Balance board adds a dimension of challenge to games that involve tossing and catching.  A child can stand on the balance board and toss a ball against a wall and catch it, toss bean bags at targets, or play catch.

Nerf balls have lots of indoor possibilities.

 Simon Says.


 The game red light yellow light, green light, which is another way of playing statues, is a great way to spend a rainy afternoon.  It's a perfect combination of activity and stillness.  Speaking of which, how about being the DJ for a game of freeze dance?

Does your child know how to jump rope?  Here are some rhymes to get her started.

Foam  rollers are great for many activities.   A child can kneel on two of them {one under his knees, one  under his hands} and roll across the floor.  Two children can use them as swords {my rule in the clinic is that they can hit the other's sword as hard as they like but not aim for the body}.  They can also be used to balance targets on for shooting practice.  

Chinese jump rope, which promotes balance, sequencing, motor planning, and endurance, can easily be played inside.  When I worked at a little clinic in Brooklyn, I would sometimes have the neighborhood girls come and play with the children I was treating so that they could teach them the moves that were popular on the playground.  The games could have gone on for hours.

Stilts can be challenging and fun.  After mastering the basics, the child can walk along a designated course and try to pick up objects and toss them at targets without falling off.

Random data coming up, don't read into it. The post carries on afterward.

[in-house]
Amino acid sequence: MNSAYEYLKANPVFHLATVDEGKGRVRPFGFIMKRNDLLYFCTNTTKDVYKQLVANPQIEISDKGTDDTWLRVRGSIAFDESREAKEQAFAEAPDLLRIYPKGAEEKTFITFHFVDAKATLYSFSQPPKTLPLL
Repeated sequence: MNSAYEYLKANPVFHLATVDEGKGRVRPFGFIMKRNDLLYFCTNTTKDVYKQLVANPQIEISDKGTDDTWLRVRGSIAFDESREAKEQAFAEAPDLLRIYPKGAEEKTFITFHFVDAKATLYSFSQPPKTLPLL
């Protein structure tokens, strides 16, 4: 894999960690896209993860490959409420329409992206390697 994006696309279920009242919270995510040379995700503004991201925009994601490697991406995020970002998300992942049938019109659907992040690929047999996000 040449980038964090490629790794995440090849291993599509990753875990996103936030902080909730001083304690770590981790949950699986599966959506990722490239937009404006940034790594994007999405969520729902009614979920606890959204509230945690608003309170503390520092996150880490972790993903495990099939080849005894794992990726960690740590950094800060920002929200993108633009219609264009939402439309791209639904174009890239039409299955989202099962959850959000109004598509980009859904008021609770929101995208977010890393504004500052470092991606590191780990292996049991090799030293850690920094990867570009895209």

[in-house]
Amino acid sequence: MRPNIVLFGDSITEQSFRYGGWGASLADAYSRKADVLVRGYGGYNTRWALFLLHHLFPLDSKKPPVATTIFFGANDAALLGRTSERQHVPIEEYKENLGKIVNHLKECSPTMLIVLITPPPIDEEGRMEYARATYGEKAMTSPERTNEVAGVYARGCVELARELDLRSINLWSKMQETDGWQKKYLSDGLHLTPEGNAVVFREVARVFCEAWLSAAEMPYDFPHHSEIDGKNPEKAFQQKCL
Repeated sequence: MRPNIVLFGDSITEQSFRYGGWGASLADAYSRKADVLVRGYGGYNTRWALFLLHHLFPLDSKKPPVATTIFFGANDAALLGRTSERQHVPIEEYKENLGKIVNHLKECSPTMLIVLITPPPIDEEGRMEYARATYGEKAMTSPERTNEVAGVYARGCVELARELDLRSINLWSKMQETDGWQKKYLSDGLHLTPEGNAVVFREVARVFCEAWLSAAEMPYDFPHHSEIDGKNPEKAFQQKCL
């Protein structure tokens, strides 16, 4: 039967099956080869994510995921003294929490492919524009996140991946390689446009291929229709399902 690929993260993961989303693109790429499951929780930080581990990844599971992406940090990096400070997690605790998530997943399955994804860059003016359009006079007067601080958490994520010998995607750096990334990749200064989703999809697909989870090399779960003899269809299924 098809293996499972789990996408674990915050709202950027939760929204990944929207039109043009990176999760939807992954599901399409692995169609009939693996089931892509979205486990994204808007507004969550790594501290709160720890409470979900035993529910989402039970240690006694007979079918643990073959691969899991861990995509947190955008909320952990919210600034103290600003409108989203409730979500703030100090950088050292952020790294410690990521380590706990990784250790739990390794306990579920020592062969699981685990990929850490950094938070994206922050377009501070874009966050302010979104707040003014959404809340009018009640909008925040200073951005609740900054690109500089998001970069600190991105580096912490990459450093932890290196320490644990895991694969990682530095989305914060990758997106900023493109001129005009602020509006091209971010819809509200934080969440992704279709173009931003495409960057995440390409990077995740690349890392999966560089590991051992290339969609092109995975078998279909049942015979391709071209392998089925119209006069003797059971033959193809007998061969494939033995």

When everyone is happily tired out, it's time to break out the art supplies and crafts.  A stash of scissors, construction paper, beads, feathers, sequins, modeling clay, paints, chalk, rubber stamps, pipe cleaners, and anything else that catches your fancy is great to have on hand when the weather is bad and everyone is bored and antsy.

Wednesday, January 25, 2012

Inside Moves, Part Two

More ideas about staying sane while staying indoors.  {If the weather at all permits, please, take your children outside to play!}  

therapy ball is invaluable for a young child who needs a lot of intensity but insists on maintaining control of the activity.  The child can sit and bounce to his heart's content, with the added bonus of strengthening up the intrinsic musculature around the spine and working the eyes.  The correct size allows the child to sit with hips and knees at 90 degree angles.  The therapy ball can used for homework, eating dinner, or sitting while watching television or working on the computer.  The child can play catch and shoot targets from the ball, as well.

large therapy ball is great for all kinds of play activities at  home.  An excellent activity the child can do independently is to drape himself over it and roll back and forth, landing forward onto his hands and then rolling back onto his feet.  This develops protective extension responses, which are frequently lacking in low tone children.   He can also spin himself around in a circle using his hands and feet on the floor.   Another great game to promote strengthening and vision is to hold the child by the legs while he lays across the ball, have him walk forward on his hands to pick things up and toss them at targets, then walk back.  You can use foam alphabet letters and spell words, or use Handwriting Without Tears wooden pieces and build letters.